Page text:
"I've supported every Northern Virginia [transportation] bill and seen them all defeated — and quite handily," he said. [Northern Virginia] has 31 of the 100 members of the House. And after the session before last, I and some others looked at how much money we could possibly gain for transportation."
They came up with $35 billion to $40 billion from a variety of sources. "About $15 billion of it could come from general-obligation bonds," said Reese. "But that needs the people of Virginia to vote on it throughout the state. So it became clear there had to be a coalition." He said it would form like this:
* Route 81 in the middle of the Shenandoah Valley needs two lanes on either side for trucks and four lanes in the middle for passenger vehicles. This could be addressed either by general-obligation bonds, these bonds plus revenue bonds, or straight revenue bonds based upon tolls;
* Southwest Virginia needs the Coal Fields Express to link Virginia, Tennessee and Kentucky for economic-development purposes;
* Route 58 in southern Virginia needs to be four lanes all the way, to improve that region's economy; and
* Hampton Roads needs a third crossing of the river bay area.
"By putting that coalition together, we can virtually guarantee that the people of Virginia will pass it," said Reese. "And it's now a part of the overall Transportation Initiative by both the House and the Senate."
He noted that Del. Jackie Stump from the Coal Fields area said he'd previously taken pleasure in voting against Northern Virginia's transportation needs. But this year, said Reese, "With Northern Virginia talking about a coalition with the rest of Virginia — to meet all of the state's transportation needs — Stump said he'll vote with Northern Virginia."
REESE IS "heartened" about the prospect of this coalition because, if other areas of the state receive the transportation dollars they need, they'll no longer begrudge Northern Virginia getting its fair share. And with the improved economic conditions the road improvements in these areas will bring, he said, "We won't have to pay them as much for, for example, schools. They'll be able to cover the cost, themselves. If you get people to work on the roads, you create jobs, the economy starts booming and the tax base grows."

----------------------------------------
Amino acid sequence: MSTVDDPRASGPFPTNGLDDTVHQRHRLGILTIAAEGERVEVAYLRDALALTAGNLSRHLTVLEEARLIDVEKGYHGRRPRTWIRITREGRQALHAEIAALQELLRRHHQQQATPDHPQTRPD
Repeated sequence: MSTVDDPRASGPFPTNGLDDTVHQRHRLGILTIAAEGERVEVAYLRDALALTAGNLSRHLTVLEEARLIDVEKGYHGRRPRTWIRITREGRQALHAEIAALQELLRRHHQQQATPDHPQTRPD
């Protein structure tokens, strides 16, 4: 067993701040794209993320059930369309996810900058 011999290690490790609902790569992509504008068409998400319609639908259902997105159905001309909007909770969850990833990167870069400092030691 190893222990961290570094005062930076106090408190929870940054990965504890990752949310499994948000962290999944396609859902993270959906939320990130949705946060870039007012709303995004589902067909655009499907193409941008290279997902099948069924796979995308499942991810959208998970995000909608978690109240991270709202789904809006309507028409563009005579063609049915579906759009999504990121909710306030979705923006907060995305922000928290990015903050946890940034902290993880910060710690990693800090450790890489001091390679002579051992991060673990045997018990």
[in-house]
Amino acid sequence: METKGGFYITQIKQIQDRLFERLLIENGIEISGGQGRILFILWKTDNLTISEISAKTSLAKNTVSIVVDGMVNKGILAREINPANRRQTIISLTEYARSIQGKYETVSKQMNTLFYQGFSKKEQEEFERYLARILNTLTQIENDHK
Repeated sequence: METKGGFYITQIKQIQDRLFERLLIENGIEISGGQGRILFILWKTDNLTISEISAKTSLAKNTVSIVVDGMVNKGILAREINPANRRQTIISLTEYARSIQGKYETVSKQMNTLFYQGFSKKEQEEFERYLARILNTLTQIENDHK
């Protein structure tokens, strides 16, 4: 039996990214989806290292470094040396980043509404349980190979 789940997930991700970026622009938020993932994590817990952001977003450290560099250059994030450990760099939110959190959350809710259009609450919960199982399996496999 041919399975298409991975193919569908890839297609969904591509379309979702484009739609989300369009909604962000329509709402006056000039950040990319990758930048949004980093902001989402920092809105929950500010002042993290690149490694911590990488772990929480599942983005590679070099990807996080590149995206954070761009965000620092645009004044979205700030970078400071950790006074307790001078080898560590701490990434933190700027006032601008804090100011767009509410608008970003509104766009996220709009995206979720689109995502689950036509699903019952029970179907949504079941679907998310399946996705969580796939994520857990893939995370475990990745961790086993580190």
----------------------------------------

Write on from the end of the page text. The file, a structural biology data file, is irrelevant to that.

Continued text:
In other issues, two years ago, Reese passed the "Taxpayers' Bill of Rights," requiring a transparent and understandable state budget. So in this year's budget, people will see exactly how state money is spent. But, said Reese, "We still need an accountable budget so every government program has measurable objectives and [receives] cyclical, independent evaluations."
He said long-term care is key to keeping Medicaid and Medicare solvent. Otherwise, "baby boomers' demand will bankrupt them both and increase overall taxes by 60 percent."
As for No Child Left Behind, he said after just one year in the school system, ESOL students take the same test as students speaking English all their lives. And multiply handicapped or learning-disabled children must take and pass the same test as those without handicaps. So Reese was one of three delegates seeking a waiver on portions of this legislation.
"Coming from 10 years on the Fairfax County School Board, he's in touch with all the educational issues," said Oak Hill's Marianne Grabenstetter. "He's proven himself as a representative and a man of principles. He's done a very good job and can run on his record. His opponent can only use slurs against him in his campaign material because he doesn't have a record to stand on."
AGREEING, Poplar Tree Estates' Bob Frizzelle said Reese cooperates with other delegates to get things done and is "not a wasted office-holder. A team of votes gets legislation passed, and that's what Gary's good at. He has the power to get it done, and that's way better than Craddock, who barks but has no bite. Gary represents the point of view of most Virginians and is well in touch with the mainstream."
Supervisor Michael Frey (R-Sully) said being elected to public office was never Reese's goal, but a natural "extension and continuation of his public service. Unfortunately, we've sent too many folks to Richmond that don't reach out and try to build bridges to the rest of the state like Gary does."
Frey said Reese is always willing to listen to others, discuss issues and get solutions from wherever he can. "And he's clearly an incredibly hard worker. It would be a huge mistake to change delegates. The 67th has been well-represented, and I have every confidence that Gary's going to continue to do a good job."
Gary and Carol Reese have been married 34 years, have two children, Alan, 29, and Shelley, 24, and granddaughter Morgan, 7 months.